1940 Gladiators – A Winning Tradition #7

It has been 70 years since the 1940 Italy Gladiators were undefeated and unscored on. Bill Bryant was a graduate of Italy High School and the Sports Editor for the Italy News Herald. The following is his seventh article of the season.

Sports Tips

Football Philosophy

The Gladiators were brilliant last Friday, throwing up stone wall defenses when the enemy threatened and falling in behind the twinkle-toed funning of Wild Bill Howell to bring back a 20-0 win over the supposedly strong Blooming Grove Lions. Just to show how superior the locals really were in this battle, they literally tore the Lion forward wall to shreds to roll up a total of 239 yards on the ground to their opponents’ 87, and although they completed only one of seven passes tried, that one was good for eighteen yards and a touchdown. Blooming Grove resorted to the air lanes eleven times, also completing one throw for a gain of fourteen yards. The first downs were in favor of the Gladiators, seven to four.

The Italy juggernaut, now the only undefeated schoolboy football team in Ellis County and seemingly gaining momentum with each stride, has amassed 165 points as against non for their opponents in four games played to date. They defeated Mansfield 75-0, Whitney 27-0, Frost 43-0 and Blooming Grove 20-0. The team has shown a marked improvement over the club that won four, lost four and tied two last season. As a matter of fact, they showed so much improvement that they scored more points in their season opener against Mansfield’s Tigers than could be managed all last fall. And who gets credit for the boys great showing this year? None other than their friendly likeable coach, Mr. Douglas Cook.

Cook, who learned his football at Greenville High under fiery Henry Fraka (who later accepted a coaching position at Vanderbilt) and at Trinity U., where he played all four years and was an all-Texas Conference man one of those, has instilled in the local gridders a desire and the determination to win. He has performed miracles with the Gladiators ever since he took over the coaching reins from E.E. Orrick in the fall of 1938.

Not only has he made his charges want to win, but he has also taught them to play hard, clean football and has labored diligently to teach them all he knows about the game.

The boys like their coach, too, that fact is very apparent. They work their heads off for him and patiently try to learn the plays he assigns them, obeying his every command with quick and eager willingness.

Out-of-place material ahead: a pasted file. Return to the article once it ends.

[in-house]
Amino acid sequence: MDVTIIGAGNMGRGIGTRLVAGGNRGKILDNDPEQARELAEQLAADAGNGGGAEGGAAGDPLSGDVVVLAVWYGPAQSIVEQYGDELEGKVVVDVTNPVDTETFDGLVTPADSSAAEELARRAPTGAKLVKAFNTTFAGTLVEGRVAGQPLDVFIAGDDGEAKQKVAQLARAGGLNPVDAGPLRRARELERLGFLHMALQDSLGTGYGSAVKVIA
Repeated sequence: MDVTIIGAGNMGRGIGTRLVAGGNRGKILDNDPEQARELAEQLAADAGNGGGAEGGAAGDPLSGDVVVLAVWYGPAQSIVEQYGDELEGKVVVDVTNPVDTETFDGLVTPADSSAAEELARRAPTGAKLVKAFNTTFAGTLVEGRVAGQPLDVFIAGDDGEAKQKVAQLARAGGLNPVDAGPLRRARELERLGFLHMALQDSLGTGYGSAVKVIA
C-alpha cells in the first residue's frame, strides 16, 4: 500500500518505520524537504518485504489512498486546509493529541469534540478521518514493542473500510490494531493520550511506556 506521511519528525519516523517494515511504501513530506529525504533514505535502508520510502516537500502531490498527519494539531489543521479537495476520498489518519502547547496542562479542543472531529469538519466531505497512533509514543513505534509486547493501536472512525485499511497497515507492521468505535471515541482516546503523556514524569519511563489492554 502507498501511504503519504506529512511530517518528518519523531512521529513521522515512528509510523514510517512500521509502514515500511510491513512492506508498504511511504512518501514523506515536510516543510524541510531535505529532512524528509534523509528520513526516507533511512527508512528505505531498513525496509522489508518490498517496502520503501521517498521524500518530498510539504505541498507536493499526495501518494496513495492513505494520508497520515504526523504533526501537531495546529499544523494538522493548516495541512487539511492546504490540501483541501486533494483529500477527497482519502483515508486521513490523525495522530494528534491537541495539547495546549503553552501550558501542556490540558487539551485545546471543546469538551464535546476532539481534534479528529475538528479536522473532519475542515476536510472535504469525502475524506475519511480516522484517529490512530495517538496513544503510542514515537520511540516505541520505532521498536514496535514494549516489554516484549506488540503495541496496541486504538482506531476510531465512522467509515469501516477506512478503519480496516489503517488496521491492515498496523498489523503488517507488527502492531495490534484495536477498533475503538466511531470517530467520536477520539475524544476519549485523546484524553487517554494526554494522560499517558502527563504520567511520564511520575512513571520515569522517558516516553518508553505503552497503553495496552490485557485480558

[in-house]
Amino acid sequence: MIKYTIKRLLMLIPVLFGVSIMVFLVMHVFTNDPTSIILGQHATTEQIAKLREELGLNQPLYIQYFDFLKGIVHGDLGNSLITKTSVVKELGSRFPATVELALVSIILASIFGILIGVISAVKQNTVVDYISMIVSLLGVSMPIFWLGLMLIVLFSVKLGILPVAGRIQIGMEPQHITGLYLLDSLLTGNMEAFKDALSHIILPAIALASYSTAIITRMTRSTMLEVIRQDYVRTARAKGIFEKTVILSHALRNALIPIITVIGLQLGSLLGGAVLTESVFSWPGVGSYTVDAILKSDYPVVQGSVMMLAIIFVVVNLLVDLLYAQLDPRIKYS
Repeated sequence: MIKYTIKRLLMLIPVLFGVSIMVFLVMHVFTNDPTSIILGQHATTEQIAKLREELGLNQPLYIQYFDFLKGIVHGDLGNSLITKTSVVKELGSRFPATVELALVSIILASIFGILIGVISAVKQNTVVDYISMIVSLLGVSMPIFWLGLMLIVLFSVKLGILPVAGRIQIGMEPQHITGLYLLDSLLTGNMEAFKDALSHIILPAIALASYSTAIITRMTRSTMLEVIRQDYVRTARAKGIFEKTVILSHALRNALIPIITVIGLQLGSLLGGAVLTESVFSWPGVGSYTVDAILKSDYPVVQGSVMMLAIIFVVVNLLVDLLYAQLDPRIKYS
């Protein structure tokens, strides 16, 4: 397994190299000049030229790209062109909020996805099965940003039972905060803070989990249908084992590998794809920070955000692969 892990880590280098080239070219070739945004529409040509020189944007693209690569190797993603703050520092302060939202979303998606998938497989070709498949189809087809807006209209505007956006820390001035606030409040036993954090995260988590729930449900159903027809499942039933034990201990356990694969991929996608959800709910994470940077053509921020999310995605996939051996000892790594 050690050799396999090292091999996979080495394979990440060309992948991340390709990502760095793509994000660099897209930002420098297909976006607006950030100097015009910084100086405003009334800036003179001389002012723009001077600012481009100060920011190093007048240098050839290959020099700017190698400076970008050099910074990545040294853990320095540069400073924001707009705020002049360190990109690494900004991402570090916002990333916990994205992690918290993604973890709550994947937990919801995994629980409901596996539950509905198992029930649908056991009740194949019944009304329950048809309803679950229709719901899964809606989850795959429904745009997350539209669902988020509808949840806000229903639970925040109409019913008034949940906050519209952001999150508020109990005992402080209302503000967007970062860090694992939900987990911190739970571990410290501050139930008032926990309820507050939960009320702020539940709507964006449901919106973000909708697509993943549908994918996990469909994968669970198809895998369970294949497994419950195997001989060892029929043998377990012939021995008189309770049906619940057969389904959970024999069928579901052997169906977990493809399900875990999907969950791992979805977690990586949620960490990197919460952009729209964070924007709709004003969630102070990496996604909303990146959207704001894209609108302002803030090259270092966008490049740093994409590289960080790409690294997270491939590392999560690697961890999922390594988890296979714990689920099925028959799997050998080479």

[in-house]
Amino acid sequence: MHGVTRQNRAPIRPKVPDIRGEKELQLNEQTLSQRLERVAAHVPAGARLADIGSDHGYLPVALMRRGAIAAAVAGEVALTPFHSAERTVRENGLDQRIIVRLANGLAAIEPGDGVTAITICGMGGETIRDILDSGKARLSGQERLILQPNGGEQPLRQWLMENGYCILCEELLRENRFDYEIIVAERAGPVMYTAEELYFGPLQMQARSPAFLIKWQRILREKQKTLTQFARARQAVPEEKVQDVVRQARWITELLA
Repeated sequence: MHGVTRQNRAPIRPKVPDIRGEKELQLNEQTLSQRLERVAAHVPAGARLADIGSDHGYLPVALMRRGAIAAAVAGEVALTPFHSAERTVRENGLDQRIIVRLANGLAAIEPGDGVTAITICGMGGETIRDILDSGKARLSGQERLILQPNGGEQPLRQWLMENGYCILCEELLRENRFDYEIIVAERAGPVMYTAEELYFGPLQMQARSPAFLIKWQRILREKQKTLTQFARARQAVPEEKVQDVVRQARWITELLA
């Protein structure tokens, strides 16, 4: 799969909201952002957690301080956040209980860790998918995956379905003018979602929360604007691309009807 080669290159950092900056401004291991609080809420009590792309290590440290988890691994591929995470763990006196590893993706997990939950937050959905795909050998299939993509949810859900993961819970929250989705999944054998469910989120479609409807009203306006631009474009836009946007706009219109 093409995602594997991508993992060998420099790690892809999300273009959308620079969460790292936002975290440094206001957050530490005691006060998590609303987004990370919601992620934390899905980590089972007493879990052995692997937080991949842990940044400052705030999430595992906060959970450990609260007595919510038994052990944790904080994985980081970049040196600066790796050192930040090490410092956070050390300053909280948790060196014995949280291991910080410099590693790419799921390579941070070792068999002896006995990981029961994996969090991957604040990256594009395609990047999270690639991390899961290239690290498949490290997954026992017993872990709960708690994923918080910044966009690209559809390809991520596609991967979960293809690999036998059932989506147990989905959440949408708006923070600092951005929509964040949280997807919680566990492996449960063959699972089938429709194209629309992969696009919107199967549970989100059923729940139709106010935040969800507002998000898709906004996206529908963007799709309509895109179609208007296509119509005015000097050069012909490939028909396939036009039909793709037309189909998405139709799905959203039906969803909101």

This is a rather distasteful subject to bring up at this point in our discussion, but the writer can remember back in other pigskin campaigns when certain members of the team would slip out and smoke or eat a piece of candy during football season, and thought it was smart. But not this 1940 bunch. No siree! They obey the strictest of training rules and like it. And why do they do all this, you inquire? That query can be answered in just five short words. BECAUSE THEY LIKE THEIR COACH.

Another change that has been noted in the present aggregation is the cooperation that is being exhibited among the players this year. The Warriors are working together better than ever before. When you see a tricky play being executed out there on the soft turf, you can think to yourself, “Well, it took proper timing to make that play pan out right and it took all eleven boys doing their parts right to make it possible. Yes we can try say that the Gladiators are working together like a wheel that has just recently been oiled – perfectly.”

Coach Cook is kinda on the quiet side. True enough. But did you ever stop to realize that a guy who’s got his tongue clacking all the time doesn’t ever learn very much. You know the old saying, “A still tongue makes a wise head.” Mr. Cook says very little but what he does say means something and isn’t this endless running-on-and-on type of chatter you hear from most people. He also stops to think before answering and that is another good habit to form. If a majority of people didn’t speak before they thought, they wouldn’t be in hot water all the time. So just between you and me don’t you think Mr. Cook’s a grand fellow? We do. (Whatever is said in this column is not meant to harm or endanger anyone’s reputation. We’re merely saying what we think.)